For working carers, it often feels the work never stops.
After coming home from a day in the office, it can be difficult to give oneself permission to sit down, relax, and enjoy that glass of red, or episode of a favourite TV show. There’s just no end to the things you have to do.
It can also be harder to say “no” at work. Working carers often require flexible work arrangements, and although such arrangements are increasingly protected as legal entitlements, many feel vulnerable about their job security. “If I refuse to take this extra assignment home, will my manager stop letting me leave half an hour early to pick up my son?”
It’s a story that’s unfolding across Australia: we are working longer hours than ever before, and stressing out more than ever before.
The Australian Bureau of Statistics Characteristics of Employment Survey (2015) found that 5 million of Australia’s 7.7 million full-time workers work more than 40 hours per week. Of these, 1.4 million work more than 50 hours a week.
But there are signs that our collective tolerance for overwork is wearing thin – especially among the younger generation of workers who have a strong preference for flexible working hours and a healthy work/life balance. Working carers stand to benefit from that sensible approach, too.
As younger generations demand flexibility and healthy lifestyles, such working habits will become normalised. Working carers will have to worry less about asking for reasonable accommodations once everyone else is doing it too. So we say “bring it on!”
Such trends are already growing. The survey found that one in three Australians already work from home in some capacity, and most of these do so for reasons besides catching up with the office workload, for example to be with family or for convenience.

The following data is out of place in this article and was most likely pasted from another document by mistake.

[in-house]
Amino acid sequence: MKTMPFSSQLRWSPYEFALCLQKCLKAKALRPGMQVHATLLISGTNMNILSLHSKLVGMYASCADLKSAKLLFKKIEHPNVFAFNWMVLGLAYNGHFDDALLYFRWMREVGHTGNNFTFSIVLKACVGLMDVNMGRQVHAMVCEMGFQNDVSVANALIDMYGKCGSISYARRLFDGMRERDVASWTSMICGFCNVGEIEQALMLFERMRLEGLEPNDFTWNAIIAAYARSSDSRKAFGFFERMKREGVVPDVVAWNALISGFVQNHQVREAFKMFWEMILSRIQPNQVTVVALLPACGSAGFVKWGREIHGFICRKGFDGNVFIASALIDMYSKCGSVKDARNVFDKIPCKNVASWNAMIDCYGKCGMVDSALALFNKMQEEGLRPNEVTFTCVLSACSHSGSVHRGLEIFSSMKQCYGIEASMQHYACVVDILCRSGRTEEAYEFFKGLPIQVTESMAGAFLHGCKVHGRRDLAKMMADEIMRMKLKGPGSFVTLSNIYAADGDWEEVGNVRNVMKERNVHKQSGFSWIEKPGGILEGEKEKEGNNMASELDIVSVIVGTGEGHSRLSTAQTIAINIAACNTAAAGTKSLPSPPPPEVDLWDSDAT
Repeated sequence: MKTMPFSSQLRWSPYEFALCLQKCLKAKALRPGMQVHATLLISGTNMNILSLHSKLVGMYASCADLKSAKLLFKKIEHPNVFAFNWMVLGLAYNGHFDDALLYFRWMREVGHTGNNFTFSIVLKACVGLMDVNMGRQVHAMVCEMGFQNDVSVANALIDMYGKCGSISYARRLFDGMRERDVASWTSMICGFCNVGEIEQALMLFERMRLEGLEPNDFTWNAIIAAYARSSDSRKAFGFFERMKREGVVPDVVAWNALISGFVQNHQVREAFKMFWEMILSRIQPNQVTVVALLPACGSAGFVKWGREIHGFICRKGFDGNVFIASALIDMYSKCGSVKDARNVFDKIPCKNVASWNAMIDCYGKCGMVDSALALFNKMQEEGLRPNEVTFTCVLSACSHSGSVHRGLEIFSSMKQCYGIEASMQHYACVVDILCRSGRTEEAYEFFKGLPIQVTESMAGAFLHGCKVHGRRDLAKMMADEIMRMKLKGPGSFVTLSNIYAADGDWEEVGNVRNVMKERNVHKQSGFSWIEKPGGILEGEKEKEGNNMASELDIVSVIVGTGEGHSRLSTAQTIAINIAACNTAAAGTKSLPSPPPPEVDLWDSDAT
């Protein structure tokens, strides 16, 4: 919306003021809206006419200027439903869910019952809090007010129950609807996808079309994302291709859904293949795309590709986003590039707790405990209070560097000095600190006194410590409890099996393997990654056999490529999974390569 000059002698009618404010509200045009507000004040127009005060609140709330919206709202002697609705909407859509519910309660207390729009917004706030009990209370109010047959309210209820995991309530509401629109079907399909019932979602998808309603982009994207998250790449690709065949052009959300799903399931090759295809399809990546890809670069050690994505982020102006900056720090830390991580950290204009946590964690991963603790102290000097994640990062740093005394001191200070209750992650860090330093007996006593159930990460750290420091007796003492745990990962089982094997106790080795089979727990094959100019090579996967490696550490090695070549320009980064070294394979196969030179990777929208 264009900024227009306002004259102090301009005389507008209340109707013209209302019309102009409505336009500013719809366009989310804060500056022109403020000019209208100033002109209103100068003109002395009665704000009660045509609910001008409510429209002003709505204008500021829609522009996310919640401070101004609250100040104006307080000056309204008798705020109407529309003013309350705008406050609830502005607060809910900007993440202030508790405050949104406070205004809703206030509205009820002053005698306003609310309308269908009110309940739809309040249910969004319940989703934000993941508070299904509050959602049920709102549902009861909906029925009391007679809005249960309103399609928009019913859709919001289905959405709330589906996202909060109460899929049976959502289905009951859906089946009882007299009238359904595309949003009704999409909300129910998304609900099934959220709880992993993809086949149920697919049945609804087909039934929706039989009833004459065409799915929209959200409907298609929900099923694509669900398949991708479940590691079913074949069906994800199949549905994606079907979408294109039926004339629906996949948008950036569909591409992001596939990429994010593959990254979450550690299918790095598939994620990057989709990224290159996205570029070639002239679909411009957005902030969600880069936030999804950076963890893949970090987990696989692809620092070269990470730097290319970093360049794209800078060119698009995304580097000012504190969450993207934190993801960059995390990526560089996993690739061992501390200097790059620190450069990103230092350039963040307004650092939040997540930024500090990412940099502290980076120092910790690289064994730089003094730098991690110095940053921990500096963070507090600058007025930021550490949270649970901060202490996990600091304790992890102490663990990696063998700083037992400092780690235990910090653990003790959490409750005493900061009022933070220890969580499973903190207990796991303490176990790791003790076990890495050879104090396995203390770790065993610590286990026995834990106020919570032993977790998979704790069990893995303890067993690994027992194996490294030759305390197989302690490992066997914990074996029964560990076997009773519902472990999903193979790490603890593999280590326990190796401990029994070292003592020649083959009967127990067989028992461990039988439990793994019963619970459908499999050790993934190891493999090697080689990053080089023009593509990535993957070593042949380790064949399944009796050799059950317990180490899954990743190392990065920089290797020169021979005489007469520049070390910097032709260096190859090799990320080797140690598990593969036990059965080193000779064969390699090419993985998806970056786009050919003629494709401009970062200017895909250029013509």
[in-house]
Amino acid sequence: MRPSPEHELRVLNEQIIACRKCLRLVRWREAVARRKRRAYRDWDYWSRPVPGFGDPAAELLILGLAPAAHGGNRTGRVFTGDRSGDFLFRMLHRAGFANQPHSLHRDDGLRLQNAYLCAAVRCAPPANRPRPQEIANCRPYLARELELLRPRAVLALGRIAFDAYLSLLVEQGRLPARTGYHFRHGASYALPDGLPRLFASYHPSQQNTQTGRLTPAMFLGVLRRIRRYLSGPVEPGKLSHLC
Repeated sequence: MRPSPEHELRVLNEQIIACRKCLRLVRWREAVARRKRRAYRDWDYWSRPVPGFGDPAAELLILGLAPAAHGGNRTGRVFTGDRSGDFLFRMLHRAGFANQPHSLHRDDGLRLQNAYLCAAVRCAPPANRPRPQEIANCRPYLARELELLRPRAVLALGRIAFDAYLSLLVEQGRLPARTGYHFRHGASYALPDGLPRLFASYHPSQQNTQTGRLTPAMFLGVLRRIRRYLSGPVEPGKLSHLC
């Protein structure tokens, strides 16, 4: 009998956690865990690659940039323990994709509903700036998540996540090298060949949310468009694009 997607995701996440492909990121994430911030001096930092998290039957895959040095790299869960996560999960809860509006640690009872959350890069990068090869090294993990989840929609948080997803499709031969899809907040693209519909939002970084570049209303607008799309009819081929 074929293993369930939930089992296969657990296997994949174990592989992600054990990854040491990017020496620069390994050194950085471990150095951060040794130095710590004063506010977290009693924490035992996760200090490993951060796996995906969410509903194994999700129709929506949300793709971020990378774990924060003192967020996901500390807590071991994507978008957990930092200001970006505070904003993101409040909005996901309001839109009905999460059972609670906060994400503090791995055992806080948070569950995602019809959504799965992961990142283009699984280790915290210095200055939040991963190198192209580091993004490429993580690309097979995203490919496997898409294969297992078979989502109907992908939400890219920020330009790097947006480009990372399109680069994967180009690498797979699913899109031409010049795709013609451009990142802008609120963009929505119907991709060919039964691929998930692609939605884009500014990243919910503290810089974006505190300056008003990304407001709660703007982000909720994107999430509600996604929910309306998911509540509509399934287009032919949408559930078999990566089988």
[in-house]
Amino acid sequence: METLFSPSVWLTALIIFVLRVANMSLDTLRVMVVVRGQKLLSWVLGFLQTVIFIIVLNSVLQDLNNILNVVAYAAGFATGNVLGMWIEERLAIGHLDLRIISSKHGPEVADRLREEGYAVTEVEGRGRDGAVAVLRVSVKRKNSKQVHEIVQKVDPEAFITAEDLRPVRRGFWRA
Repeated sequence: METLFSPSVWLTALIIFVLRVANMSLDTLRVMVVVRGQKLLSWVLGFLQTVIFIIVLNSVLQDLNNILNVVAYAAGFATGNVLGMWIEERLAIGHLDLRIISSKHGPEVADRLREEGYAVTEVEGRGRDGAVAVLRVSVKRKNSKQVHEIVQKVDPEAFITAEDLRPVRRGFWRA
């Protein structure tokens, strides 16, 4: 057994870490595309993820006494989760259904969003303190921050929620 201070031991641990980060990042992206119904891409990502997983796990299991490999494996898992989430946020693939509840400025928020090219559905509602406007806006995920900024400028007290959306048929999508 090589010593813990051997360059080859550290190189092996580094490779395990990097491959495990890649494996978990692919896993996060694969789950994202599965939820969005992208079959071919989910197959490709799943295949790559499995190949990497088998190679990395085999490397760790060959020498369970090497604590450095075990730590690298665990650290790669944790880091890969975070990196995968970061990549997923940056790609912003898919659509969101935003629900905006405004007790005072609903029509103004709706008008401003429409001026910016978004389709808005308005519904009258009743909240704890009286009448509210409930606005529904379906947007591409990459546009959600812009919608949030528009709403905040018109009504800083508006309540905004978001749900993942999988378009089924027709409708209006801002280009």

And it’s not just workers who will benefit. Businesses also stand to enjoy productivity gains from not demanding more than humans can sustainably deliver. More and more research is finding that productivity plateaus after a standard working day, or even after 5–6 hours in creative or intellectually demanding roles. Putting in 70 hours, you won’t get more done than you would in 55 hours, according to research from Stanford University.
Tech giants like Google are smart to this, and have started incentivising employees with generous levels of freedom, and frequent breaks from the treadmill for creative thought or play.
Such employers increasingly rank as top destinations preferred by the brightest university graduates. Competition for the best talent may slowly see such practices spread to other companies in order to attract top talent – at least in industries growing fast enough that companies have the cash.